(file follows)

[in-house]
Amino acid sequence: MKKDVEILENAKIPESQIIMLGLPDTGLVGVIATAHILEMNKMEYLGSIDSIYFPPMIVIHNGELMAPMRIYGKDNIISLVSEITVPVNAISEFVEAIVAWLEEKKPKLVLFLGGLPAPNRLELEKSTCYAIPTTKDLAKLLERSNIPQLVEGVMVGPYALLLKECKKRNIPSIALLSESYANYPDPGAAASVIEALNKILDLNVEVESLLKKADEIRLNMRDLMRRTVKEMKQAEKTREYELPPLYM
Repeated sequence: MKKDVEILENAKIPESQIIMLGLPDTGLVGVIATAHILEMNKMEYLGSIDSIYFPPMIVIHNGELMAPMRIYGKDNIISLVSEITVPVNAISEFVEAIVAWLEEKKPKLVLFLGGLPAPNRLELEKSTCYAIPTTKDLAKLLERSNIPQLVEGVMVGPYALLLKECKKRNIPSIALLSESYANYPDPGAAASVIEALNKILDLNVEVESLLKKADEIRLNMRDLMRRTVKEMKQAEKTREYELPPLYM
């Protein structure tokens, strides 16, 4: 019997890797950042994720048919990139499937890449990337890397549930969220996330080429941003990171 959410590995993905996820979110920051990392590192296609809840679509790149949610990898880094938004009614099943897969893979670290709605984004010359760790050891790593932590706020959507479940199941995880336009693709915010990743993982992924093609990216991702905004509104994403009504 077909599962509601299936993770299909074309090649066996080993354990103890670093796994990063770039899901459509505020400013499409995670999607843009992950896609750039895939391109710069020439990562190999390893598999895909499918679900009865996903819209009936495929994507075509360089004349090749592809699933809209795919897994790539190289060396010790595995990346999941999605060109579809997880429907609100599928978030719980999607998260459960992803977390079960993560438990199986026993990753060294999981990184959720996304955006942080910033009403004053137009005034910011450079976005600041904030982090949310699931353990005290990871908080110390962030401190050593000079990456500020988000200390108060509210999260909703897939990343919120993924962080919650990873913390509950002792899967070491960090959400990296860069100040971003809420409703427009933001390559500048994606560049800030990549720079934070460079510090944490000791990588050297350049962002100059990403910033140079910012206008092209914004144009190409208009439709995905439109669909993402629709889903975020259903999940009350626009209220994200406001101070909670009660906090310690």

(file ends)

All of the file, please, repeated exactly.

[in-house]
Amino acid sequence: MKKDVEILENAKIPESQIIMLGLPDTGLVGVIATAHILEMNKMEYLGSIDSIYFPPMIVIHNGELMAPMRIYGKDNIISLVSEITVPVNAISEFVEAIVAWLEEKKPKLVLFLGGLPAPNRLELEKSTCYAIPTTKDLAKLLERSNIPQLVEGVMVGPYALLLKECKKRNIPSIALLSESYANYPDPGAAASVIEALNKILDLNVEVESLLKKADEIRLNMRDLMRRTVKEMKQAEKTREYELPPLYM
Repeated sequence: MKKDVEILENAKIPESQIIMLGLPDTGLVGVIATAHILEMNKMEYLGSIDSIYFPPMIVIHNGELMAPMRIYGKDNIISLVSEITVPVNAISEFVEAIVAWLEEKKPKLVLFLGGLPAPNRLELEKSTCYAIPTTKDLAKLLERSNIPQLVEGVMVGPYALLLKECKKRNIPSIALLSESYANYPDPGAAASVIEALNKILDLNVEVESLLKKADEIRLNMRDLMRRTVKEMKQAEKTREYELPPLYM
């Protein structure tokens, strides 16, 4: 019997890797950042994720048919990139499937890449990337890397549930969220996330080429941003990171 959410590995993905996820979110920051990392590192296609809840679509790149949610990898880094938004009614099943897969893979670290709605984004010359760790050891790593932590706020959507479940199941995880336009693709915010990743993982992924093609990216991702905004509104994403009504 077909599962509601299936993770299909074309090649066996080993354990103890670093796994990063770039899901459509505020400013499409995670999607843009992950896609750039895939391109710069020439990562190999390893598999895909499918679900009865996903819209009936495929994507075509360089004349090749592809699933809209795919897994790539190289060396010790595995990346999941999605060109579809997880429907609100599928978030719980999607998260459960992803977390079960993560438990199986026993990753060294999981990184959720996304955006942080910033009403004053137009005034910011450079976005600041904030982090949310699931353990005290990871908080110390962030401190050593000079990456500020988000200390108060509210999260909703897939990343919120993924962080919650990873913390509950002792899967070491960090959400990296860069100040971003809420409703427009933001390559500048994606560049800030990549720079934070460079510090944490000791990588050297350049962002100059990403910033140079910012206008092209914004144009190409208009439709995905439109669909993402629709889903975020259903999940009350626009209220994200406001101070909670009660906090310690």